Implant research to give heart patients hope


  Hope is on the horizon for heart patients all over the world with news of a $3,5-million (R23-million) collaborative agreement between UCT's Cardiovascular Research Unit and one of the biggest medical device companies in the world. 

UCT's Cardiovascular Research Unit will use the money to develop an implant that is expected to revolutionise the management of cardiovascular patients around the world. 

The funding from Medtronic Incorporated based in Minneapolis, USA, has resulted in the establishment of the Medtronic Institute within the Cardiovascular Research Unit. 

Researchers will spend the next five years researching ways of combining molecular and cell biology with polymer science in order to trick the body into regrowing diseased structures such as heart valves and arteries. 

"We hope to offer the body an artificial scaffold which includes specific signals which allow the body to do what it did as an embryo - grow heart valves or arteries," said Director of the Cardiovascular Research Unit and the Medtronic Institute, Professor Peter Zilla. 

At present approximately 3 000 South Africans, many of them from remote rural areas, have to have their heart valves surgically replaced each year as a result of diseases such as rheumatic heart disease. The ideal replacement valve is made of titanium and theoretically outlasts the patient's life expectancy, but these valves only work successfully if patients are on life-long anti-coagulation medication.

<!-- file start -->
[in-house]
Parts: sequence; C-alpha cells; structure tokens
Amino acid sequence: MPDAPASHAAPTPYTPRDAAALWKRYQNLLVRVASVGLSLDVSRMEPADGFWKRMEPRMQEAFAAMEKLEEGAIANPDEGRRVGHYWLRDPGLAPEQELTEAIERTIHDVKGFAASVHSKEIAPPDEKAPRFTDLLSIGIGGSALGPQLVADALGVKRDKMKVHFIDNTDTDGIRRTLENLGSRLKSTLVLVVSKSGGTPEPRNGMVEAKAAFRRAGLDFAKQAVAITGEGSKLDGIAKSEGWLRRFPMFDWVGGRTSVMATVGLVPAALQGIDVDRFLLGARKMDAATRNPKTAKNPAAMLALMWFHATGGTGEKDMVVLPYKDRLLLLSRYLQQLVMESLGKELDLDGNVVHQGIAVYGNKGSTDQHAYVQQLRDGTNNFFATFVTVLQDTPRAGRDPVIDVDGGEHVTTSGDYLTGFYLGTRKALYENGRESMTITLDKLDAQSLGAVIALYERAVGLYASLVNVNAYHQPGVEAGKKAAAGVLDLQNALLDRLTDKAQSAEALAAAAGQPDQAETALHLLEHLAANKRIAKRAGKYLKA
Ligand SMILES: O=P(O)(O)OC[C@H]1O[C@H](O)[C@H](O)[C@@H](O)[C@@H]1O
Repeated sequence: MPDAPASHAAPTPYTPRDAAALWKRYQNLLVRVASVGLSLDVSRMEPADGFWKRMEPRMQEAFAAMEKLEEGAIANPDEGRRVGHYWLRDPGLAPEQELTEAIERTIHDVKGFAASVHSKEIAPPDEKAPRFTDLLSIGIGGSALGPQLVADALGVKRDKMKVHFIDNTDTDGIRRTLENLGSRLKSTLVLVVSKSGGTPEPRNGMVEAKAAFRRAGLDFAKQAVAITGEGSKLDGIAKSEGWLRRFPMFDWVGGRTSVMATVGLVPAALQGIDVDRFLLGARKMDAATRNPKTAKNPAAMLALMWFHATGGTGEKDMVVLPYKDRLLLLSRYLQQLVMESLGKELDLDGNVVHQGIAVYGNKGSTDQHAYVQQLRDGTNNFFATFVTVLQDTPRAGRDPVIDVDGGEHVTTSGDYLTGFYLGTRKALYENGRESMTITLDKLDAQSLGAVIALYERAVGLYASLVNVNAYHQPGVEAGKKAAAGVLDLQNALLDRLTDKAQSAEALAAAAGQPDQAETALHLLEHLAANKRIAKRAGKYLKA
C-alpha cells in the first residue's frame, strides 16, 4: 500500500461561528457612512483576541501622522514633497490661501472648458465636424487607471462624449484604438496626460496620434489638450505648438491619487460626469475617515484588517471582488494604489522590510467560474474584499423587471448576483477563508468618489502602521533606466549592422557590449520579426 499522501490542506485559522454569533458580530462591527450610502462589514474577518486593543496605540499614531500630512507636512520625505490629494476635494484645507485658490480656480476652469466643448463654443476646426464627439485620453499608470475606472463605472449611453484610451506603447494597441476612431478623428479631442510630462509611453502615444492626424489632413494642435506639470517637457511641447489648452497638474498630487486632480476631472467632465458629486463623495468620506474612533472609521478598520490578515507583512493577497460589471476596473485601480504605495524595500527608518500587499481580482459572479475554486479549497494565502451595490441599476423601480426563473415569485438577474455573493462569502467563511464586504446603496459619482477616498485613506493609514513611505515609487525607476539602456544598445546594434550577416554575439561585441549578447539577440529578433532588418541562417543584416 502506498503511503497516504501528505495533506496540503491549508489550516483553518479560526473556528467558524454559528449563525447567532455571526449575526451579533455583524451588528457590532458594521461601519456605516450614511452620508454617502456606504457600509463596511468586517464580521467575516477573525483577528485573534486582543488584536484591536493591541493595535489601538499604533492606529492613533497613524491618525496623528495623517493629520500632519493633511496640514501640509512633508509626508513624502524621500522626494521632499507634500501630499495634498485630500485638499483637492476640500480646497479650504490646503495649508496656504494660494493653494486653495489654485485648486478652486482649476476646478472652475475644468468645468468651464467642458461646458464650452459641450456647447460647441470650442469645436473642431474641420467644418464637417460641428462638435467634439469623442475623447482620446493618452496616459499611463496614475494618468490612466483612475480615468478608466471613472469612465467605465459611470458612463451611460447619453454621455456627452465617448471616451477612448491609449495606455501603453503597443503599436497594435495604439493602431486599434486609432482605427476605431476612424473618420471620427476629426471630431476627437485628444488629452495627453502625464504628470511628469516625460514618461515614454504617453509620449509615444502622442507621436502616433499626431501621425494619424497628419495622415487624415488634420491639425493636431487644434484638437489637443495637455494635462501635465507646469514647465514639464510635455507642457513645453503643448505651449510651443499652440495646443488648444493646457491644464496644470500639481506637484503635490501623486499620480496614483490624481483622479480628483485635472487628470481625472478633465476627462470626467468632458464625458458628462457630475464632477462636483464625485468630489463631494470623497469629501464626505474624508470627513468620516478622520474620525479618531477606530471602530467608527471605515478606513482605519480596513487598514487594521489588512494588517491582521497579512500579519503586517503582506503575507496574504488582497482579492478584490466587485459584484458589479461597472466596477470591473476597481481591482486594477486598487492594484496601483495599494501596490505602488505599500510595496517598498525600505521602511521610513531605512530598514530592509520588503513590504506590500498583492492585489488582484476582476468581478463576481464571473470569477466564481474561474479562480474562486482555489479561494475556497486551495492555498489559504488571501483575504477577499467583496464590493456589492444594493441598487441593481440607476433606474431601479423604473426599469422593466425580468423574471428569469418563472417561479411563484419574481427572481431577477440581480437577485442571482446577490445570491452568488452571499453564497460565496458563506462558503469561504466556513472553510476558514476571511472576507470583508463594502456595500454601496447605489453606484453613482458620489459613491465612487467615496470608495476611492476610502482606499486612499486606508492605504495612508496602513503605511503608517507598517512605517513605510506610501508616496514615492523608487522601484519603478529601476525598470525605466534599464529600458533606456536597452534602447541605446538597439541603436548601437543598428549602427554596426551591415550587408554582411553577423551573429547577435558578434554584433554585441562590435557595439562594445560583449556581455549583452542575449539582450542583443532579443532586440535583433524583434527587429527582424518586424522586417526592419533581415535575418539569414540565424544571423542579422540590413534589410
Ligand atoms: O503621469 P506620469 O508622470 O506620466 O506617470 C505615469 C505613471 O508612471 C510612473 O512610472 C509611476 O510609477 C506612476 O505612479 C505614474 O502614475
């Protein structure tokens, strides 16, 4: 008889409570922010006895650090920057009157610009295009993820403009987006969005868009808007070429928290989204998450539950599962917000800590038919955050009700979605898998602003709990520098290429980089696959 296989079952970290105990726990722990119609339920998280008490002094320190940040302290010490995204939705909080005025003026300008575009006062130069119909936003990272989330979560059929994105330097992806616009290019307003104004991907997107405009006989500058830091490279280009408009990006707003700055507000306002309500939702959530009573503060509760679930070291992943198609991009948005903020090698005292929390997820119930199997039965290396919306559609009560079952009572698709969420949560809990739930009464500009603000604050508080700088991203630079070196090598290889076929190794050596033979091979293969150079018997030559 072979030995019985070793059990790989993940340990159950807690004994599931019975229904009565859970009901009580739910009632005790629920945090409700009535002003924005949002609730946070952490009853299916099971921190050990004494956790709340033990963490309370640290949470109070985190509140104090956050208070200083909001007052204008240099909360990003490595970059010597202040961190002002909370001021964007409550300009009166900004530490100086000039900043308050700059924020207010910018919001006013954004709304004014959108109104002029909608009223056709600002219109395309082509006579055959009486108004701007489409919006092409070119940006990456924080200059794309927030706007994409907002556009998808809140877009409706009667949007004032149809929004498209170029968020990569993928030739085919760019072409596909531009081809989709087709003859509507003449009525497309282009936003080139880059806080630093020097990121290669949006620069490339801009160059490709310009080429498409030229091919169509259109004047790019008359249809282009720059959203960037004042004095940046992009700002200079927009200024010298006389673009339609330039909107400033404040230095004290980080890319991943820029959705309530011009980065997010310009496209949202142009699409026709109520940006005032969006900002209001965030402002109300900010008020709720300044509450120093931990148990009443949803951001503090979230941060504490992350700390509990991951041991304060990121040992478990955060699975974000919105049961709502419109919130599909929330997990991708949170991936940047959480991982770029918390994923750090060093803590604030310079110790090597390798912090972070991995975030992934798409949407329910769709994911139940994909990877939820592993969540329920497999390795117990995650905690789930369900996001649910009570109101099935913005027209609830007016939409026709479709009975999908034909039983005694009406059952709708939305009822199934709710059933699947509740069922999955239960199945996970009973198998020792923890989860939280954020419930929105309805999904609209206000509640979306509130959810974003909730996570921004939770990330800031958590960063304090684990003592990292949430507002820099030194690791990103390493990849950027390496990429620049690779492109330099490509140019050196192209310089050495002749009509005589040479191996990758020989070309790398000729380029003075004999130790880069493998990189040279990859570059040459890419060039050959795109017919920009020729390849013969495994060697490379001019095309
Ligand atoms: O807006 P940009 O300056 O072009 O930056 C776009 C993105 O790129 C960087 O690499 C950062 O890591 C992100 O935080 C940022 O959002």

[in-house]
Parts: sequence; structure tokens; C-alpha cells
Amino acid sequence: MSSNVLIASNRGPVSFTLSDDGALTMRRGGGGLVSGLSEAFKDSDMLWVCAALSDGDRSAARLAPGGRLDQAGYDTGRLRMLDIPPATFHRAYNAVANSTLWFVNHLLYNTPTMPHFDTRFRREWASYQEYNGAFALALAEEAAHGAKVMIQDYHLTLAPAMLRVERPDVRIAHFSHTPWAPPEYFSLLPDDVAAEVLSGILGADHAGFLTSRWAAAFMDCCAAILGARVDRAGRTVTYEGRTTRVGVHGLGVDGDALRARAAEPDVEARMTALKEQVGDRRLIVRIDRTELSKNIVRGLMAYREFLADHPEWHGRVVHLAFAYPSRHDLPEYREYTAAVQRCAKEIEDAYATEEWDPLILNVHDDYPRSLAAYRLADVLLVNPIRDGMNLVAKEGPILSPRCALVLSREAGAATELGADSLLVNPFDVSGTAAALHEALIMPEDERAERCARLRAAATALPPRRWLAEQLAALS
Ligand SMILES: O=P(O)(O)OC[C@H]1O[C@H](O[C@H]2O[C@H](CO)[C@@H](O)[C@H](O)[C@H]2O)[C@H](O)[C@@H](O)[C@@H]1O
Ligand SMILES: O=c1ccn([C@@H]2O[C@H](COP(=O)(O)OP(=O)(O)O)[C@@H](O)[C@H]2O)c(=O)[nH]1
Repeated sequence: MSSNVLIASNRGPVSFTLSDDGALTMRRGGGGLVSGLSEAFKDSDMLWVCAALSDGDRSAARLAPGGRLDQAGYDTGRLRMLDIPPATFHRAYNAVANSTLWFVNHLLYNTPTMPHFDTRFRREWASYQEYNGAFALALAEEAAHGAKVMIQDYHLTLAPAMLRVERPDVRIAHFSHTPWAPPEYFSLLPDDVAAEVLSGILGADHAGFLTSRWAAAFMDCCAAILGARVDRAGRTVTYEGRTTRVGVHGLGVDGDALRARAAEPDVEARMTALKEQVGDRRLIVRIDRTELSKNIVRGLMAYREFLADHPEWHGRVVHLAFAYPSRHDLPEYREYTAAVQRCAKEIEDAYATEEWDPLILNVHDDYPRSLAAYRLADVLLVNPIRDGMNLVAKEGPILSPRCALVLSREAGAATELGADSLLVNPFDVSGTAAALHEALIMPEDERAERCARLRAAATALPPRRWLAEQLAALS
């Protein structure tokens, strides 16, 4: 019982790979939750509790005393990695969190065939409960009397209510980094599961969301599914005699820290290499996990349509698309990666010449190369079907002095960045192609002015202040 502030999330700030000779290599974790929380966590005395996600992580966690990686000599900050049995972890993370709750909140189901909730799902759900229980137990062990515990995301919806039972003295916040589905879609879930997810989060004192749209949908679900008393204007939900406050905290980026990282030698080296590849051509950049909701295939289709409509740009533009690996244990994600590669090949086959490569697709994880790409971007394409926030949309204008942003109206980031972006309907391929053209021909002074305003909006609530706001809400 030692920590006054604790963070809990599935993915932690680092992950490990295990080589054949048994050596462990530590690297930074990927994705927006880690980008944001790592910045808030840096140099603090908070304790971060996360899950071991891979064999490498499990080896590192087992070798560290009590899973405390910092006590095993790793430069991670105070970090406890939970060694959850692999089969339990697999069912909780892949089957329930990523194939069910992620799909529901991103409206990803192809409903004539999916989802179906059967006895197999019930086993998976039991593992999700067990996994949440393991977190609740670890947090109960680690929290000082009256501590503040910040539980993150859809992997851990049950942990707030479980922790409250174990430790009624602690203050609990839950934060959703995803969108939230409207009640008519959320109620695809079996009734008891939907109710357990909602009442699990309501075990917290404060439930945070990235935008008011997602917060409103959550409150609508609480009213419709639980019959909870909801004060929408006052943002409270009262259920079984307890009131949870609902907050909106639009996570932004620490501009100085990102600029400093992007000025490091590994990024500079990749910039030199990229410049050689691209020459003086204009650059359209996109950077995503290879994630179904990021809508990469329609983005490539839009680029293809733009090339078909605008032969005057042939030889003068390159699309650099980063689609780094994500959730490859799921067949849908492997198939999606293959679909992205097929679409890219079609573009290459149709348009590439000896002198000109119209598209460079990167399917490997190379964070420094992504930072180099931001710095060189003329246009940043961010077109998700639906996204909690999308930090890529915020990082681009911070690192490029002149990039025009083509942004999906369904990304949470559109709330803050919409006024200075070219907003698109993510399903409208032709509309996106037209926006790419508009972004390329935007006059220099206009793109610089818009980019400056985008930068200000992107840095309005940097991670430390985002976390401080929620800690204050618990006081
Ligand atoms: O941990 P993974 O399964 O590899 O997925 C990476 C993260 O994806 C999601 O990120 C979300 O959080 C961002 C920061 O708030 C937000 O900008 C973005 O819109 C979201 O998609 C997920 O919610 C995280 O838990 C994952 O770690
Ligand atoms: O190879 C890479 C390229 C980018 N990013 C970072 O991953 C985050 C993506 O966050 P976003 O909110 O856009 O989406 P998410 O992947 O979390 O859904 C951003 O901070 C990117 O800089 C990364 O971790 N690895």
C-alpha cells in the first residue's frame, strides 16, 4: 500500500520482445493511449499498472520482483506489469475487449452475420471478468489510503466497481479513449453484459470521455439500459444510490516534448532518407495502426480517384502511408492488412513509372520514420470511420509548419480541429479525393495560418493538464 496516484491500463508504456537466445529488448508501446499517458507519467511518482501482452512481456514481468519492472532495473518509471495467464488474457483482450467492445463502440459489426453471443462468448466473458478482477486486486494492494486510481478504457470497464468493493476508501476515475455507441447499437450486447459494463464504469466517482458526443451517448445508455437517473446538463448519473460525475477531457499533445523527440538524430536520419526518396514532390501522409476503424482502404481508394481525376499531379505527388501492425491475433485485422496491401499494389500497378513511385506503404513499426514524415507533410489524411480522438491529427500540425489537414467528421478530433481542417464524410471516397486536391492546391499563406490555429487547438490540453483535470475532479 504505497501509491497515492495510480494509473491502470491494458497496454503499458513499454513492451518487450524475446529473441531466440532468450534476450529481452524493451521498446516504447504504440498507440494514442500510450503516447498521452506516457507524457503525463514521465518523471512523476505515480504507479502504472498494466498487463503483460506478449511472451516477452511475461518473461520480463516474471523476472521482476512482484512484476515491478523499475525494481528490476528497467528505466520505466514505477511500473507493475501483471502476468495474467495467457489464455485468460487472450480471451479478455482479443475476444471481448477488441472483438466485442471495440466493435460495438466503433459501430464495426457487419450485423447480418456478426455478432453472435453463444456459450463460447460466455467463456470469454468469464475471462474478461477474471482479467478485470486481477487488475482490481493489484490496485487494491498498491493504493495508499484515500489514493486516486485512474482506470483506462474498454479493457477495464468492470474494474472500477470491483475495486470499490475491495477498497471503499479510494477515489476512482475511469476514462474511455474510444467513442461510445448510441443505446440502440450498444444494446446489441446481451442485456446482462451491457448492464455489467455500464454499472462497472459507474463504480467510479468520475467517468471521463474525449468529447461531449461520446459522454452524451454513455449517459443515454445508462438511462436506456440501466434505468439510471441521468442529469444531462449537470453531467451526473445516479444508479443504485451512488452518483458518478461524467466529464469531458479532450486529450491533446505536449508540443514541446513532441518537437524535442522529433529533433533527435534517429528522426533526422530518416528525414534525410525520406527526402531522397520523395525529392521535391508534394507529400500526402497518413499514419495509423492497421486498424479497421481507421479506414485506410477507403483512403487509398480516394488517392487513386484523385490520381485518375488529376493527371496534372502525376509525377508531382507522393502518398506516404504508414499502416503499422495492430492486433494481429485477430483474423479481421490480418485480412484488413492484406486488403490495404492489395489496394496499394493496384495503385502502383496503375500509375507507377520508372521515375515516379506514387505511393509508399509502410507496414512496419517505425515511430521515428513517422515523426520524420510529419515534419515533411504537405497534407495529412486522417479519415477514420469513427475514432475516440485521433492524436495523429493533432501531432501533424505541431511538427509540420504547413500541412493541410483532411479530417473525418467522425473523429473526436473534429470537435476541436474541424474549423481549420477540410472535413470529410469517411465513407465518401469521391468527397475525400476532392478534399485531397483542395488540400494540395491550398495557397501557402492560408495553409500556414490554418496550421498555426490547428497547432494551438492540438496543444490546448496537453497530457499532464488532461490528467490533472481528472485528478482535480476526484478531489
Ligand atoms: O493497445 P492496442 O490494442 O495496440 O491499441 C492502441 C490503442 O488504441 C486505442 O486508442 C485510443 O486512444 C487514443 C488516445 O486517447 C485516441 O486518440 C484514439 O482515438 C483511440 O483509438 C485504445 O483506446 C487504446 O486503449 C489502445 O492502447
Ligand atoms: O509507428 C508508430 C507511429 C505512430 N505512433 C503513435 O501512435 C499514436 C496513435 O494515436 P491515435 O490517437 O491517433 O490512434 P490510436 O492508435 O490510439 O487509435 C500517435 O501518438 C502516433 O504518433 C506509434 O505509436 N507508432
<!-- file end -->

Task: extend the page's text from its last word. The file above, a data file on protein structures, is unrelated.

"Unfortunately anti-coagulation is potentially life threatening when not properly controlled, leading to deadly haemorrhages. Since most of the rheumatic heart valve patients come from rural areas, such a follow up cannot be guaranteed for the majority of them," said Prof Zilla.  As a consequence treated pig valves, which have a lower likelihood of developing blood clots on their surfaces, are implanted into these patients. However, these valves usually degenerate within about 7 years making it necessary to re-operate on many of these patients. 

"Apart from the trauma of undergoing repeated open heart surgery and an operative mortality rate which steeply increases with the number of re-operations, the costs involved are exorbitant and deprive an already overstretched health budget of badly needed resources. Therefore, the development of a long-lasting heart valve which does not require anti-coagulation is paramount for a threshold country like South Africa," said Prof Zilla. 

"If the body can be stimulated to regrow its replaced diseased heart valve, or a diseased artery, along a sophisticated scaffold, this would not only be a breakthrough for a third world population but also for the first world. The motivation and driving force for this development would come out of the needs and the specific situation of a threshold country like South Africa but in the end would provide a solution for first world countries as well," he said. 


December 2002